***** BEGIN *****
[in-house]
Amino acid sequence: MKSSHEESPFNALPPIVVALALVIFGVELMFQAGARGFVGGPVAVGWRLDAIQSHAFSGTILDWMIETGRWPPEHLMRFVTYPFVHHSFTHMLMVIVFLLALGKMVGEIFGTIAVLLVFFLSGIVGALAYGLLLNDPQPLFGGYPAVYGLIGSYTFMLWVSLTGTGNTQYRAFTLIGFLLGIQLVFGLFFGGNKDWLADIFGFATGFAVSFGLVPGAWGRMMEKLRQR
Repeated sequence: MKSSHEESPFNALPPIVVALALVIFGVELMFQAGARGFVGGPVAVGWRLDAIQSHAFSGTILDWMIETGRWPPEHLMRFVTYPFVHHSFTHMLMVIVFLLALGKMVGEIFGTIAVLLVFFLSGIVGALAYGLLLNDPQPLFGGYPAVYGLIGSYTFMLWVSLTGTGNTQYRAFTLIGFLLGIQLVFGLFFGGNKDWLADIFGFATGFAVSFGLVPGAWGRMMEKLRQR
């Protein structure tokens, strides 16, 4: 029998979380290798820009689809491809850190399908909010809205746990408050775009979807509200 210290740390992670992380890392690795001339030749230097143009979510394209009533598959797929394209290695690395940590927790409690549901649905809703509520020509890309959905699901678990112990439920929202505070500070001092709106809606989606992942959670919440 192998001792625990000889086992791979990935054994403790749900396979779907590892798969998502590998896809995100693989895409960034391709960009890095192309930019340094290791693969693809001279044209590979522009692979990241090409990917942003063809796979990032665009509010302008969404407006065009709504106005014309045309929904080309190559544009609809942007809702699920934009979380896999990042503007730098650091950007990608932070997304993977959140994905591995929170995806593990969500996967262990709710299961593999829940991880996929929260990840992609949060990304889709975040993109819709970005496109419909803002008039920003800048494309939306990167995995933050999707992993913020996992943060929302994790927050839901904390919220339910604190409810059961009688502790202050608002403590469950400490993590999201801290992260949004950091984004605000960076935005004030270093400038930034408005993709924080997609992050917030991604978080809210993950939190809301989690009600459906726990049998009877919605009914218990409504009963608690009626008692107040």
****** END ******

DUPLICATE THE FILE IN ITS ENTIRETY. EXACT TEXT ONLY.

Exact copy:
[in-house]
Amino acid sequence: MKSSHEESPFNALPPIVVALALVIFGVELMFQAGARGFVGGPVAVGWRLDAIQSHAFSGTILDWMIETGRWPPEHLMRFVTYPFVHHSFTHMLMVIVFLLALGKMVGEIFGTIAVLLVFFLSGIVGALAYGLLLNDPQPLFGGYPAVYGLIGSYTFMLWVSLTGTGNTQYRAFTLIGFLLGIQLVFGLFFGGNKDWLADIFGFATGFAVSFGLVPGAWGRMMEKLRQR
Repeated sequence: MKSSHEESPFNALPPIVVALALVIFGVELMFQAGARGFVGGPVAVGWRLDAIQSHAFSGTILDWMIETGRWPPEHLMRFVTYPFVHHSFTHMLMVIVFLLALGKMVGEIFGTIAVLLVFFLSGIVGALAYGLLLNDPQPLFGGYPAVYGLIGSYTFMLWVSLTGTGNTQYRAFTLIGFLLGIQLVFGLFFGGNKDWLADIFGFATGFAVSFGLVPGAWGRMMEKLRQR
């Protein structure tokens, strides 16, 4: 029998979380290798820009689809491809850190399908909010809205746990408050775009979807509200 210290740390992670992380890392690795001339030749230097143009979510394209009533598959797929394209290695690395940590927790409690549901649905809703509520020509890309959905699901678990112990439920929202505070500070001092709106809606989606992942959670919440 192998001792625990000889086992791979990935054994403790749900396979779907590892798969998502590998896809995100693989895409960034391709960009890095192309930019340094290791693969693809001279044209590979522009692979990241090409990917942003063809796979990032665009509010302008969404407006065009709504106005014309045309929904080309190559544009609809942007809702699920934009979380896999990042503007730098650091950007990608932070997304993977959140994905591995929170995806593990969500996967262990709710299961593999829940991880996929929260990840992609949060990304889709975040993109819709970005496109419909803002008039920003800048494309939306990167995995933050999707992993913020996992943060929302994790927050839901904390919220339910604190409810059961009688502790202050608002403590469950400490993590999201801290992260949004950091984004605000960076935005004030270093400038930034408005993709924080997609992050917030991604978080809210993950939190809301989690009600459906726990049998009877919605009914218990409504009963608690009626008692107040």